Monday, September 20, 2010

Step Right Up, it’s the Amazing Marzipan! The Cookie that looks like a Fruit!

I’ve always been drawn to marzipan cookies. They stand out behind the glass of the bakery counter, unlike any other; beside rows of cookies topped with sesame seeds, sprinkles, and chocolate chips, to spot a marzipan is like discovering a piece of art. Brightly colored and often shaped as fruit, they barely look edible; in fact, when I was little I didn’t think they were. Then, I tasted one, and it was like forget about it*!

*“Forget about it,” often pronounced, “fugetaboutit.” For more on its usage, refer to Donnie Brasco:

From then on, I remember asking my dad to grab me a marzipan cookie every time he had to run into the bakery. I would always look forward to seeing what kind of “fruit” would be in the bag when he returned. A sweet mixture of almond paste and pure sugar, marzipan is like candy and a cookie in one. It can be molded into anything--people, animals, sandwiches, flowers—but is traditionally spotted in the form of produce like bananas, oranges, and strawberries, realistically painted with food coloring.

Frutta Martorana
The origin of marzipan fruit is rooted in Palermo, Sicily where it is known as Frutta Martorana and is traditionally eaten on All Saints Day, All Souls Day, and is commonly spotted around Christmas time. The nuns of the no-longer existent Monastero della Martorana in Palermo are said to have made these confections to decorate the convent’s empty fruit trees when important guests such as the bishop were coming to visit.

Besides being deceptively sculpted into decorative sugary imitations of other foods, Marzipan is also used inside chocolates and candies, and can be rolled out like fondant to attractively cover fancy cakes. I created my miniature fruits using the leftover marzipan I had bought to use for the bottom layer of the petit fours I made for my tea party.You can find decent pre-made marzipan in the baking aisle of most grocery stores, but it is also very easy to make. Here is a highly-rated, positively reviewed recipe I found that you can try.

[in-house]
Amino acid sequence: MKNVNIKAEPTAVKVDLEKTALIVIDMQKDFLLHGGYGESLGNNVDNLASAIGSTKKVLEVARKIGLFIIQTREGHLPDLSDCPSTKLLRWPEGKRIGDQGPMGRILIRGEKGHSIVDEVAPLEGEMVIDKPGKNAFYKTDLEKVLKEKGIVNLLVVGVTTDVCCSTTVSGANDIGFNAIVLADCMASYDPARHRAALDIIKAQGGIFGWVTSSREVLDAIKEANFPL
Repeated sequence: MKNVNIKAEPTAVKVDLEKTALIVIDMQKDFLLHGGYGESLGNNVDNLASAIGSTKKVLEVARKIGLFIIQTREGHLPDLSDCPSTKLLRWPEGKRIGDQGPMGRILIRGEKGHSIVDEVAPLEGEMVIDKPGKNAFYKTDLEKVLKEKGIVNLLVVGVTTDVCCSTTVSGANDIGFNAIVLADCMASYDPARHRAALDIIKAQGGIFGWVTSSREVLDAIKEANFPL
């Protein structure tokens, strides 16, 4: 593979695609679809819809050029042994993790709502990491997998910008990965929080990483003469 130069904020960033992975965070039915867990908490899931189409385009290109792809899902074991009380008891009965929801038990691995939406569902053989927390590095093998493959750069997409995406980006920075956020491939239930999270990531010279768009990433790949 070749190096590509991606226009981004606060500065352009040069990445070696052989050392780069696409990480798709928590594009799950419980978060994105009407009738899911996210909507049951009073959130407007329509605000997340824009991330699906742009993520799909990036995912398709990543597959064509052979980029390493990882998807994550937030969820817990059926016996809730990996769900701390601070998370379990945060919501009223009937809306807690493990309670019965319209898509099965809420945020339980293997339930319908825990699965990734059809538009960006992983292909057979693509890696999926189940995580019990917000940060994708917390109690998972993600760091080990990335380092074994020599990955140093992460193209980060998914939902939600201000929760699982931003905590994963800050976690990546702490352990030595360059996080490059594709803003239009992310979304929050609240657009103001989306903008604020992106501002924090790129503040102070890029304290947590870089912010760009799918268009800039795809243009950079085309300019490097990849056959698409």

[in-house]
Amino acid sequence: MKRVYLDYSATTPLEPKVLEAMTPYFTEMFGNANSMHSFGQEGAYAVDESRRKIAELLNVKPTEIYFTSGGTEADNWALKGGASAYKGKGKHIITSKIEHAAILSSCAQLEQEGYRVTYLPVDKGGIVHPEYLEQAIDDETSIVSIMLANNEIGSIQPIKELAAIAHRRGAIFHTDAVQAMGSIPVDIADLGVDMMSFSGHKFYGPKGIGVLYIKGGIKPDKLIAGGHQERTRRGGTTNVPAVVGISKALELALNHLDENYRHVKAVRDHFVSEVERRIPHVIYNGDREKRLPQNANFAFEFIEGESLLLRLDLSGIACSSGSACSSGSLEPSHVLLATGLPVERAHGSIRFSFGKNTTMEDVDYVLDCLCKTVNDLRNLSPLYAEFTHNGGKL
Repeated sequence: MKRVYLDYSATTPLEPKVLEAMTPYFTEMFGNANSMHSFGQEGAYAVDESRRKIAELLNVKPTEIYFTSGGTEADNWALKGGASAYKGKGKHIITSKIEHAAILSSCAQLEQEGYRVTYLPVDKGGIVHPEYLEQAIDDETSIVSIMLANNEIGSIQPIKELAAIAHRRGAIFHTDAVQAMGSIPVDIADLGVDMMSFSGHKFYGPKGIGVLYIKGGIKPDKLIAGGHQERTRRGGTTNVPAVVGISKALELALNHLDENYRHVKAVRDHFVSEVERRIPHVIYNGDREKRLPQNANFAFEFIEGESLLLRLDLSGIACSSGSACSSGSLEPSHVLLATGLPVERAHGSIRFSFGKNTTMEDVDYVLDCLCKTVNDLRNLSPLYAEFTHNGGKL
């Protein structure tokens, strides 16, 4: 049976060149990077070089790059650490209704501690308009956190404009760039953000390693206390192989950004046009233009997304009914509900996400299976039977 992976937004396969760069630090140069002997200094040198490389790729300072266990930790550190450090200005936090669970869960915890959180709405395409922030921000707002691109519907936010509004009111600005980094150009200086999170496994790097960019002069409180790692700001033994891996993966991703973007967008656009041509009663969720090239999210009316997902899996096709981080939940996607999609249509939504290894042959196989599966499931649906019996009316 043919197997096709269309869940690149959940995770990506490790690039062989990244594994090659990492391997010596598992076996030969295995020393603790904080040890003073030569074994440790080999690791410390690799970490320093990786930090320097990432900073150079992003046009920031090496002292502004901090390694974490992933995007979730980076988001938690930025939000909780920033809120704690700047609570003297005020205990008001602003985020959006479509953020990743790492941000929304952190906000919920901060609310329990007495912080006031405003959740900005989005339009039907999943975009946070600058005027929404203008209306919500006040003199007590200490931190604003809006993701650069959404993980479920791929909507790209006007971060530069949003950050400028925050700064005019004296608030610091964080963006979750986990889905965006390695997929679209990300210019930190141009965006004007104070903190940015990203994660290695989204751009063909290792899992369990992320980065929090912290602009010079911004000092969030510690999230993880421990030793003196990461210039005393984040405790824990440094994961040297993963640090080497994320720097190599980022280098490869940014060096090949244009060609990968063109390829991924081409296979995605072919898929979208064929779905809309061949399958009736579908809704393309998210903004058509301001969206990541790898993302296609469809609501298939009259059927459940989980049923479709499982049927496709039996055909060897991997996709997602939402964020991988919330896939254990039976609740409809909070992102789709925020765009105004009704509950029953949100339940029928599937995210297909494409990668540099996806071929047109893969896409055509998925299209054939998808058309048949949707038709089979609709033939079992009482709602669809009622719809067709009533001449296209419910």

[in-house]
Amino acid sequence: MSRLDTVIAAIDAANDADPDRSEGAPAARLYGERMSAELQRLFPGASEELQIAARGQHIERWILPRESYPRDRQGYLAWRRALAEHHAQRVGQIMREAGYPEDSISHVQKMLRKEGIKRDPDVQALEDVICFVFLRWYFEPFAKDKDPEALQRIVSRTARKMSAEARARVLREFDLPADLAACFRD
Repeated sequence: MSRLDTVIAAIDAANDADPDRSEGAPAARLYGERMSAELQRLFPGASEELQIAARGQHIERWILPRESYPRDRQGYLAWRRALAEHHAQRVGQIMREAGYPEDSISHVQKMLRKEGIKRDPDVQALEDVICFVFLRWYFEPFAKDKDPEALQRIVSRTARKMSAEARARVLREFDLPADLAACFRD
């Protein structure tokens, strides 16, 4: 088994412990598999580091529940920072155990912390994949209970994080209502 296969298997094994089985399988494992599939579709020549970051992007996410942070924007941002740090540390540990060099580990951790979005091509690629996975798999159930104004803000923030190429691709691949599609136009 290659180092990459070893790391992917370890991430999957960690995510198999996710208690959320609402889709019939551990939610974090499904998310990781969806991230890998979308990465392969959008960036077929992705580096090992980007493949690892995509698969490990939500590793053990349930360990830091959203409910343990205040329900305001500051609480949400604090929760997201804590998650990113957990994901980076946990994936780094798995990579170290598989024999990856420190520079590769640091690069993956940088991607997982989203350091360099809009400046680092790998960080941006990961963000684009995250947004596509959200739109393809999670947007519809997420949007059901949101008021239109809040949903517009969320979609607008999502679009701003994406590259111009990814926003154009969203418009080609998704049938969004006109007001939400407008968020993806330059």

You don’t have to be an artist to make these pretty little sugary fruits. You don’t even need to have a steady hand. Mine are very small and dainty, but that’s only because I didn’t have much to work with. You can make them whatever size is easier for you or suits your purpose; maybe you would like to use them as a decoration for a cake, or maybe you just want to put your edible artificial  fruit out on the table to be enjoyed as they are. Once you mold the marzipan into the general shape of your choice, you will be surprised how quickly it comes to life when painted. A simple ball is suddenly an orange when colored as such. To make your fruit even more realistic-looking, you can get creative adding leaves, stems, seeds, and texture.

As you can see, the paint really brings each of the shapes to life. Except in the case of my
sorry little strawberry, which looks more dead than anything.
Making flowers requires a little more crafting and technique, but are barely as difficult as they may appear. See my photo slideshow for a step-by-step visual on how to make a rose out of marzipan: